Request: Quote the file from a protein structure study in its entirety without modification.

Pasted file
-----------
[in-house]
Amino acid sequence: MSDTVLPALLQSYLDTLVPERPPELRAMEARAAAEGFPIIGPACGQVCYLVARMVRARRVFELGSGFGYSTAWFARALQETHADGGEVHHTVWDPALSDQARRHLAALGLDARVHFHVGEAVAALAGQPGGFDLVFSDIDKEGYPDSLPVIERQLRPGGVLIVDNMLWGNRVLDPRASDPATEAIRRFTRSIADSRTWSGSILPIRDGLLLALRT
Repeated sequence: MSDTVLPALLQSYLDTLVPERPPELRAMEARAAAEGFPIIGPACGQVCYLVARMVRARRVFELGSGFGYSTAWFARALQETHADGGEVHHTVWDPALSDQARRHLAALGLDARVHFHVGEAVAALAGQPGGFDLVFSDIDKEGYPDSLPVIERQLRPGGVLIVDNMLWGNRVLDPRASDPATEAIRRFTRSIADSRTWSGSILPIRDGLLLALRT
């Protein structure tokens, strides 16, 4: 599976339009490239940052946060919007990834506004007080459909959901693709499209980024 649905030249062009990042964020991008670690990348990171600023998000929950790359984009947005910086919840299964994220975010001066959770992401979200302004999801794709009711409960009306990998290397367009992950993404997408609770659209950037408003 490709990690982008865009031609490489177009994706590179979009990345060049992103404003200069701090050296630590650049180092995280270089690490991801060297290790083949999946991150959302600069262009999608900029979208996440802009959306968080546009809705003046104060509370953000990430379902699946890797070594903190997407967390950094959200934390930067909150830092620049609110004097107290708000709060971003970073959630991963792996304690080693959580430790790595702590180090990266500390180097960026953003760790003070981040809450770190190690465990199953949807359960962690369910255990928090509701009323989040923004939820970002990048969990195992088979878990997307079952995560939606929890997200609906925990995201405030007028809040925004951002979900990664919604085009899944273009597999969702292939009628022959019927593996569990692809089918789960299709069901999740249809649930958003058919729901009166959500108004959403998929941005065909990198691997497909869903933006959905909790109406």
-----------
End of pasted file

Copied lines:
[in-house]
Amino acid sequence: MSDTVLPALLQSYLDTLVPERPPELRAMEARAAAEGFPIIGPACGQVCYLVARMVRARRVFELGSGFGYSTAWFARALQETHADGGEVHHTVWDPALSDQARRHLAALGLDARVHFHVGEAVAALAGQPGGFDLVFSDIDKEGYPDSLPVIERQLRPGGVLIVDNMLWGNRVLDPRASDPATEAIRRFTRSIADSRTWSGSILPIRDGLLLALRT
Repeated sequence: MSDTVLPALLQSYLDTLVPERPPELRAMEARAAAEGFPIIGPACGQVCYLVARMVRARRVFELGSGFGYSTAWFARALQETHADGGEVHHTVWDPALSDQARRHLAALGLDARVHFHVGEAVAALAGQPGGFDLVFSDIDKEGYPDSLPVIERQLRPGGVLIVDNMLWGNRVLDPRASDPATEAIRRFTRSIADSRTWSGSILPIRDGLLLALRT
């Protein structure tokens, strides 16, 4: 599976339009490239940052946060919007990834506004007080459909959901693709499209980024 649905030249062009990042964020991008670690990348990171600023998000929950790359984009947005910086919840299964994220975010001066959770992401979200302004999801794709009711409960009306990998290397367009992950993404997408609770659209950037408003 490709990690982008865009031609490489177009994706590179979009990345060049992103404003200069701090050296630590650049180092995280270089690490991801060297290790083949999946991150959302600069262009999608900029979208996440802009959306968080546009809705003046104060509370953000990430379902699946890797070594903190997407967390950094959200934390930067909150830092620049609110004097107290708000709060971003970073959630991963792996304690080693959580430790790595702590180090990266500390180097960026953003760790003070981040809450770190190690465990199953949807359960962690369910255990928090509701009323989040923004939820970002990048969990195992088979878990997307079952995560939606929890997200609906925990995201405030007028809040925004951002979900990664919604085009899944273009597999969702292939009628022959019927593996569990692809089918789960299709069901999740249809649930958003058919729901009166959500108004959403998929941005065909990198691997497909869903933006959905909790109406």